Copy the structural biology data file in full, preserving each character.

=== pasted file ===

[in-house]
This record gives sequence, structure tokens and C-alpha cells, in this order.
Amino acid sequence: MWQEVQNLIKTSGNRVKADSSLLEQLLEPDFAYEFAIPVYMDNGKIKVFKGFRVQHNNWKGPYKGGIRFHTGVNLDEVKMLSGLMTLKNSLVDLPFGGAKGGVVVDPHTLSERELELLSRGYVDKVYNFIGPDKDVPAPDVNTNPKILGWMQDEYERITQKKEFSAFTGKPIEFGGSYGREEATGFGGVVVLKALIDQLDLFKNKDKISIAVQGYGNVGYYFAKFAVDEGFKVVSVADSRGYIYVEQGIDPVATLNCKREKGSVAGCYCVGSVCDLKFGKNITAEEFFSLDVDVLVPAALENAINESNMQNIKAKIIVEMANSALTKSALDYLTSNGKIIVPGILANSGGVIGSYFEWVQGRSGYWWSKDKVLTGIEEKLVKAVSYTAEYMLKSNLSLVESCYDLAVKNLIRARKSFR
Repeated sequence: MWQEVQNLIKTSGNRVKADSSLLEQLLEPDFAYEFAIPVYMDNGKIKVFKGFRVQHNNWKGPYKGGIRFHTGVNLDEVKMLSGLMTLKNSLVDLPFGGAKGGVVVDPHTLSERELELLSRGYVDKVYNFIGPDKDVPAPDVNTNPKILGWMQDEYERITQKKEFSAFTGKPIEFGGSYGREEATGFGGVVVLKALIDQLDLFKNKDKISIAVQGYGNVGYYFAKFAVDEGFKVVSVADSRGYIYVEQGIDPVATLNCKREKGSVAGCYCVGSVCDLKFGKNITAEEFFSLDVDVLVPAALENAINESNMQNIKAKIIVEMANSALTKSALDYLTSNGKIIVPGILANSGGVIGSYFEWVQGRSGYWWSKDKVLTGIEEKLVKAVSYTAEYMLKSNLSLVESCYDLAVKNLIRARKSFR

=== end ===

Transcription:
[in-house]
This record gives sequence, structure tokens and C-alpha cells, in this order.
Amino acid sequence: MWQEVQNLIKTSGNRVKADSSLLEQLLEPDFAYEFAIPVYMDNGKIKVFKGFRVQHNNWKGPYKGGIRFHTGVNLDEVKMLSGLMTLKNSLVDLPFGGAKGGVVVDPHTLSERELELLSRGYVDKVYNFIGPDKDVPAPDVNTNPKILGWMQDEYERITQKKEFSAFTGKPIEFGGSYGREEATGFGGVVVLKALIDQLDLFKNKDKISIAVQGYGNVGYYFAKFAVDEGFKVVSVADSRGYIYVEQGIDPVATLNCKREKGSVAGCYCVGSVCDLKFGKNITAEEFFSLDVDVLVPAALENAINESNMQNIKAKIIVEMANSALTKSALDYLTSNGKIIVPGILANSGGVIGSYFEWVQGRSGYWWSKDKVLTGIEEKLVKAVSYTAEYMLKSNLSLVESCYDLAVKNLIRARKSFR
Repeated sequence: MWQEVQNLIKTSGNRVKADSSLLEQLLEPDFAYEFAIPVYMDNGKIKVFKGFRVQHNNWKGPYKGGIRFHTGVNLDEVKMLSGLMTLKNSLVDLPFGGAKGGVVVDPHTLSERELELLSRGYVDKVYNFIGPDKDVPAPDVNTNPKILGWMQDEYERITQKKEFSAFTGKPIEFGGSYGREEATGFGGVVVLKALIDQLDLFKNKDKISIAVQGYGNVGYYFAKFAVDEGFKVVSVADSRGYIYVEQGIDPVATLNCKREKGSVAGCYCVGSVCDLKFGKNITAEEFFSLDVDVLVPAALENAINESNMQNIKAKIIVEMANSALTKSALDYLTSNGKIIVPGILANSGGVIGSYFEWVQGRSGYWWSKDKVLTGIEEKLVKAVSYTAEYMLKSNLSLVESCYDLAVKNLIRARKSFR